Compared with others who sought the Democratic nomination — notably Sens. Elizabeth Warren (D-Mass.) and Bernie Sanders (I-Vt.) — Biden is a known quantity.
“Our industry knows Joe Biden really well, and he knows our industry really well,” said Arnold Punaro, a retired Marine Corps major general and Democratic Senate staffer who works as a defense consultant.
“I think the industry will have, when it comes to national security, a very positive view” of a Biden presidency, Punaro said.
The Associated Press and other news organizations called the race for Biden on Saturday, as his lead over Trump in Pennsylvania widened to about 37,000 votes, or 0.54 percent. A victory in Pennsylvania means that he has more than the 270 electoral votes needed to win the election.
Stock prices of major defense contractors increased Wednesday, as Republicans appeared poised to hold on to the Senate, and held steady throughout the week.
The three major industry associations representing government contractors ― the Aerospace Industries Association (AIA), the Professional Services Council and the National Defense Industrial Association ― did not endorse either candidate. But all three have close relationships with Democrats as well as Republicans.
AIA President Eric Fanning personally endorsed Biden, citing the Obama administration’s role in repealing the “Don’t Ask, Don’t Tell” policy that prevented gay people from openly serving in the military.
Fanning, a former Obama administration official who was the first openly gay person to serve as Army secretary, endorsed Biden in late June.
“The next president faces a monumental task: repairing our damaged democracy and our eroded moral leadership around the world,” Fanning said, according to the Associated Press.
To be sure, it will be hard for the industry to capture the same windfall profits it enjoyed under Trump.
The size of the annual defense budget increased by about 10 percent when Trump took office, and the Pentagon’s most recent budget request came in at $705 billion for fiscal 2021. Major defense contractors benefited from well-funded weapons technology initiatives, including numerous hypersonic-weapons programs and accelerated purchases of new fighter jets. Some major defense contractors saw record sales as a result.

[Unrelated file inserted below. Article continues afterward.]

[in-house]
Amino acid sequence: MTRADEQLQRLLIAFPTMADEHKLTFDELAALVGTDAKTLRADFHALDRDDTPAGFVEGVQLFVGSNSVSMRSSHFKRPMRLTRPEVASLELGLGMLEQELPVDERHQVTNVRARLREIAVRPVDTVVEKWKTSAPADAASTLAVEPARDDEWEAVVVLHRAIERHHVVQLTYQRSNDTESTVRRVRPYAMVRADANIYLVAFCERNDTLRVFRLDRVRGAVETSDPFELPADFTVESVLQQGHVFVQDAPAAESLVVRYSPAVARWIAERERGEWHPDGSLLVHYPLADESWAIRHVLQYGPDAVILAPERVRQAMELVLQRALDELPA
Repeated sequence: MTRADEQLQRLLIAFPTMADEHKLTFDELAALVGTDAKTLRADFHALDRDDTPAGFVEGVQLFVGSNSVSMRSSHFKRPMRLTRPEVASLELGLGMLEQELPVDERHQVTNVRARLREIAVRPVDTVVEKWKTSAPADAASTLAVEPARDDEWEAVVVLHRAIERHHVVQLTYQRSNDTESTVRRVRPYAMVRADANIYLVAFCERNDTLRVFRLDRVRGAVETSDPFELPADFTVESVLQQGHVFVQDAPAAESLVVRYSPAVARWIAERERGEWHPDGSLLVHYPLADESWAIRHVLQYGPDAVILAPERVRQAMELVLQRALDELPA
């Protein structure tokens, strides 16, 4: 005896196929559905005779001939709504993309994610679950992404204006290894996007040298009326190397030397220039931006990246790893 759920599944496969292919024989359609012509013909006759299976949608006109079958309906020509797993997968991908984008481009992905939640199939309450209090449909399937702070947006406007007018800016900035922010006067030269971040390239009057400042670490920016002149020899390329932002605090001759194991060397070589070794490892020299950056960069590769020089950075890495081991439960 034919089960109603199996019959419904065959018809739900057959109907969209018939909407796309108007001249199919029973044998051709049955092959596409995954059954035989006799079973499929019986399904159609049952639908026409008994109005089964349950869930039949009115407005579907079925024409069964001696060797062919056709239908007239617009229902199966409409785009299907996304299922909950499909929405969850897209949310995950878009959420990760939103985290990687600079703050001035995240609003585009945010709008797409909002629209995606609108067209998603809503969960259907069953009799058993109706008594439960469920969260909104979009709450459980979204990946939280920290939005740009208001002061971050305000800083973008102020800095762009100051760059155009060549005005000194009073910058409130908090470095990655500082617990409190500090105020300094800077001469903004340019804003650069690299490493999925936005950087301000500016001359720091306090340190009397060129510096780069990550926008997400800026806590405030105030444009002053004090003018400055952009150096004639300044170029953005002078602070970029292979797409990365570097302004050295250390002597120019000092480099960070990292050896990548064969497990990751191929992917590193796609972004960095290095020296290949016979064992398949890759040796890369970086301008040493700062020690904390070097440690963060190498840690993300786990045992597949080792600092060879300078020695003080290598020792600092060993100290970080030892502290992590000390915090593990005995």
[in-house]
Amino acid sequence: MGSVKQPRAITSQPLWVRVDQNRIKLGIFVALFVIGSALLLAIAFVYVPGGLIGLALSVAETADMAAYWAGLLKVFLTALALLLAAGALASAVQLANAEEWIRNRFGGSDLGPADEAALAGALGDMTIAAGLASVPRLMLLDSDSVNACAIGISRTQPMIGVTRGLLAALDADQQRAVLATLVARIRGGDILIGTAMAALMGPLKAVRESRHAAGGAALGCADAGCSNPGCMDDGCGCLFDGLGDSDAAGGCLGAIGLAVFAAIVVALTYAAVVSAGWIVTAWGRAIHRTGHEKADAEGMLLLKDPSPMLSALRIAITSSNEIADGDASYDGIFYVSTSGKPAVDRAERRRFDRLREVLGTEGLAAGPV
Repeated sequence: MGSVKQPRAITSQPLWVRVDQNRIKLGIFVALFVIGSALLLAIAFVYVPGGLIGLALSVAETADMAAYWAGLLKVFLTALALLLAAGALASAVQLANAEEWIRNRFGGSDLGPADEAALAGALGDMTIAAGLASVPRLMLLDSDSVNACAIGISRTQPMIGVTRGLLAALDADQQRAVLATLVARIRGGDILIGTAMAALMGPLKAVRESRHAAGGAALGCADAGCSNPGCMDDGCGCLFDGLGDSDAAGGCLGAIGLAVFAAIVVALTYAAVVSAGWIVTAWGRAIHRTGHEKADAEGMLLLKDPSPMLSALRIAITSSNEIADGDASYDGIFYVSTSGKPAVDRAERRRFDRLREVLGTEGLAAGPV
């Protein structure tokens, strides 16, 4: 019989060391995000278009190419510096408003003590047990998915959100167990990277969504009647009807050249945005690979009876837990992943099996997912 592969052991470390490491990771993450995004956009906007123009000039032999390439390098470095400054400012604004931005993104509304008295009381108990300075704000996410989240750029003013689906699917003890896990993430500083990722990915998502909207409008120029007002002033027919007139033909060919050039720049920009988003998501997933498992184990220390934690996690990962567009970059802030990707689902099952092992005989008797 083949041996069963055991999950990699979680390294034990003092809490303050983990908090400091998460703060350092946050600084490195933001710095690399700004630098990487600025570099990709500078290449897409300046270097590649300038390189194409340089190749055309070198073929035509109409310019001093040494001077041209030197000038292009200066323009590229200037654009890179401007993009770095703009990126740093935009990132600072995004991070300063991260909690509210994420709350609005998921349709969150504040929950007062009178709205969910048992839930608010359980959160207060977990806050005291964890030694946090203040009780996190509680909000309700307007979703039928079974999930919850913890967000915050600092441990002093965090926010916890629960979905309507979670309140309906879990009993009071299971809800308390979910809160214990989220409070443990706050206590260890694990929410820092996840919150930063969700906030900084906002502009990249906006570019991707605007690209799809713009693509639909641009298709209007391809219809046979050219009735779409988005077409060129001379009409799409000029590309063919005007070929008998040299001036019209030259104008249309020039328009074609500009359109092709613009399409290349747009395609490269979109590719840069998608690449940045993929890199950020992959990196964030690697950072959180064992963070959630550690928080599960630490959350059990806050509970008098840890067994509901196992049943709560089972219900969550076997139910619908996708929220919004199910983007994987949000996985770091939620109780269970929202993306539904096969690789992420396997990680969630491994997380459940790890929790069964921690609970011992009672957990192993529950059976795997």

Some Trump-era defense policies are unlikely to hold. A Biden presidency is likely to take a very different approach to foreign military sales, especially with respect to Saudi Arabia. Corporate tax cuts probably won’t enjoy the same support under a Biden administration.
Another fight could also flare over the spiraling national debt. Congressional gridlock led to deep spending cuts as part of the sequestration process between 2013 and 2016, a recent financial low for government contractors. Defense analysts have expected for years that the current defense budget would probably not increase further even under a second Trump administration.
“Obviously there is a concern that defense spending will go way down if there is a Biden administration, but frankly I think that’s ridiculous,” Raytheon chief executive Gregory Hayes told CNBC’s Jim Cramer shortly before the election.
Raytheon is counting on its defense division to offset severe disruption in its jet engine and aircraft parts divisions, which have been hit hard by the slowdown in commercial air travel.
“Defense has always been a bipartisan issue, and when Biden was vice president and previously a senator, I think he had a pretty good approach to national defense,” Hayes said. “He understood the need to work [with] both sides of the aisle and provide for the national defense.”
Even on the issue of nuclear weapons — an often-politicized issue that can inspire strong feelings on both sides — defense executives seem confident that the current program will continue.
Falls Church-based defense contractor Northrop Grumman has benefited significantly from the Defense Department’s efforts to overhaul the nation’s nuclear arsenal. In September, it became the primary contractor for the Air Force’s Ground-Based Strategic Deterrent program, allowing it to supplant Boeing as the nation’s primary supplier of intercontinental ballistic missiles. The ballistic missile program is worth an estimated $85 billion over the next several decades, adding to a Northrop Grumman nuclear portfolio that also includes the nuclear-capable B-21 bomber.
Northrop Grumman chief executive Kathy Warden was keen to point out in a recent call with investors that those two weapons systems were supported by nuclear deterrence plans from both administrations. Both are part of a huge nuclear recapitalization plan that started under Barack Obama and was accelerated under Trump.
“We’re confident that a new administration would recognize that value and continue to support the modernization efforts that are well underway for both GBSD and B-21,” Warden told investors last month.
Mike Petters, president and chief executive of the Newport News, Va.-based shipbuilder Huntington Ingalls, brushed off concerns that the Biden administration would put less money into the Navy budget. Petters said the Navy is likely to continue with its current modernization plan — which he said calls for “faster, cheaper and smaller ships,” and more of them — regardless of who is in the White House.
He argued that the Pentagon will ultimately respond to the same global threats it currently faces.
“If you have a change in the leadership and the administration, the new folks are going to be looking at the same outside world that the folks that are there now are,” Petters said.